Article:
BugTraq
Technical Note by Amit Klein: "XST Strikes Back" Jan 25 2006 06:49AM
Amit Klein (AKsecurity) (aksecurity hotpop com)
Technical note

XST Strikes Back
(or perhaps "Return from the Proxy"...)

Amit Klein, January 2006

Introduction
============

About three years ago, the concept of "Cross Site Tracing" [1]
was introduced to the web application security community. In
essence, the classic XST is about amplifying an existing XSS
vulnerability such that HttpOnly cookies and HTTP authentication
credentials can be compromised. This is done using a client side
XmlHttpRequest object that sends a TRACE request back to the
server, receives the request echoed back by the server's TRACE
function, and extracts the information from the echoed back
request.
The recommendation in [1] is to turn off TRACE support in the web
server, which indeed takes care of the attack as described.

However, let us now consider a situation wherein there is a proxy
server somewhere between the client (browser) and the server. In
such case, it is possible to force the proxy server (at least, in
theory) to respond to the TRACE request, rather than the origin
server itself. Thus, HTTP TRACE can still be used to compromise
the credentials of the user, even if the server does not support
the TRACE request.

The technique
=============

Forcing the first proxy server in the chain to respond to the
TRACE request (rather than forward it) is as simple as including
an HTTP request header "Max-Forwards: 0" ([2], section 14.31).

So, for IE (up to and including 6.0 SP1) and for Mozilla/Firefox
(up to and including Firefox 1.0.6), the XSS payload should be
(IE code, Mozilla/Firefox modifications commented):

var x = new ActiveXObject("Microsoft.XMLHTTP");
// var x = new XMLHttpRequest();
x.open("TRACE","/",false);
x.setRequestHeader("Max-Forwards","0");
x.send();
// x.send("");
alert(x.responseText);

In IE 6.0 SP2, it seems that Microsoft silently removed support
for TRACE in the XmlHttpRequest object. That is, no method
starting with "TRACE" is allowed. However, a simple trick,
involving a technique similar to the one used in [3] and [4] can
be used to bypass this protection. Instead of using "TRACE" for
the method, one can simply use "\r\nTRACE". To quote from [2]
(section 4.1):

"In the interest of robustness, servers SHOULD ignore any
empty line(s) received where a Request-Line is expected. In
other words, if the server is reading the protocol stream
at the beginning of a message and receives a CRLF first, it
should ignore the CRLF."

So the XSS payload for IE 6.0 SP2 would be:

var x = new ActiveXObject("Microsoft.XMLHTTP");
x.open("\r\nTRACE","/",false);
x.setRequestHeader("Max-Forwards","0");
x.send();
alert(x.responseText);

Squid (2.5stable10/NT) ,Apache (2.0.54 mod_proxy) and other
popular proxy servers were found to support TRACE and Max-
Forwards.

Recommendations
===============

Proxy server vendors
--------------------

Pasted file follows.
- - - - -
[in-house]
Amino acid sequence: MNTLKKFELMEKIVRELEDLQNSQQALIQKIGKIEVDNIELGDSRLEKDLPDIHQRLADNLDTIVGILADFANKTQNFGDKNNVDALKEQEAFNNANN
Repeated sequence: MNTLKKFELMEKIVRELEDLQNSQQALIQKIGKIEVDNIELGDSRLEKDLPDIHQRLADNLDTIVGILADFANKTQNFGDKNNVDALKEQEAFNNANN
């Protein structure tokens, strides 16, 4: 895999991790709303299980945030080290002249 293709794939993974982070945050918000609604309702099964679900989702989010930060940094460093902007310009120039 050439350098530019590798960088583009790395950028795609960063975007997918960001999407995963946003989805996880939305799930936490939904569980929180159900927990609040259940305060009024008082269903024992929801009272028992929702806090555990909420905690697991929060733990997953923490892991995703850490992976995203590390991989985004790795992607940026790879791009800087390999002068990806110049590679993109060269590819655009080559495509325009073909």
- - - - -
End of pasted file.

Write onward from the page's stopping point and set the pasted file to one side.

1. Ship proxy servers with default secure configuration, namely

no TRACE support disabled.

2. In the least, enable turning off support for TRACE via a
configuration option.

Proxy server owners/maintainers
-------------------------------

Disable support for TRACE.

1. For Squid, add the following to the Squid configuration file
(squid.conf):

acl TRACE method TRACE
...
http_access deny TRACE

2. For Apache, use mod_rewrite to prevent support for TRACE (see
[1]). Make sure to place the directive in the <proxy> section of
the httpd.conf file. Also, It would be a good idea to append the
"[nocase]" flag to the RewriteCond directive, to ensure case
insensitive comparison (though it seems that Apache will only
serve fully uppercase HTTP methods).

Browser vendors
--------------

Disable support for TRACE in the XmlHttpRequest object. Make sure
you do it right though.

Web site owners
---------------

As a workaround (perhaps not too practical), enable SSL traffic
only to your site.

Summary
=======

This is yet another example of peripheral web security issue,
such as the ones discussed in [5]. A web application may be
compromised through issues that are beyond the control of the web
site owner - in this case, support for TRACE in browsers and
proxy servers. In fact, in many cases the site owner has no way
of even knowing that the attack took place, because the TRACE
request is answered at the proxy server, and never arrives at the
web server (of course, if the first proxy server is the site's
reverse proxy server, or if no proxy server at all is present,
then the site owner may find out).

It seems that the TRACE method should be disabled across the
board - not just in web servers, but also in proxy servers and in
browsers (and possibly in other web devices).

References
==========

[1] "Cross-Site Tracing (XST)", Jeremiah Grossman, January 20th,
2003
http://www.cgisecurity.com/whitehat-mirror/WhitePaper_screen.pdf

[2] "Hypertext Transfer Protocol -- HTTP/1.1" RFC 2616
http://www.ietf.org/rfc/rfc2616.txt

[3] "XS(T) attack variants which can, in some cases, eliminate
the need for TRACE", Amit Klein, WebAppSec mailing list submission,
January 26th, 2003
http://www.securityfocus.com/archive/107/308433

[4] "Exploiting the XmlHttpRequest object in IE - Referrer
spoofing, and a lot more...", Amit Klein, BugTraq mailing list
submission, September 24th, 2005
http://www.securityfocus.com/archive/1/411585

[5] "Meanwhile, at the other side of the web server", Amit Klein,
BugTraq mailing list submission, June 9th, 2005
http://www.securityfocus.com/archive/1/401866

[ reply ]


 

Privacy Statement
Copyright 2010, SecurityFocus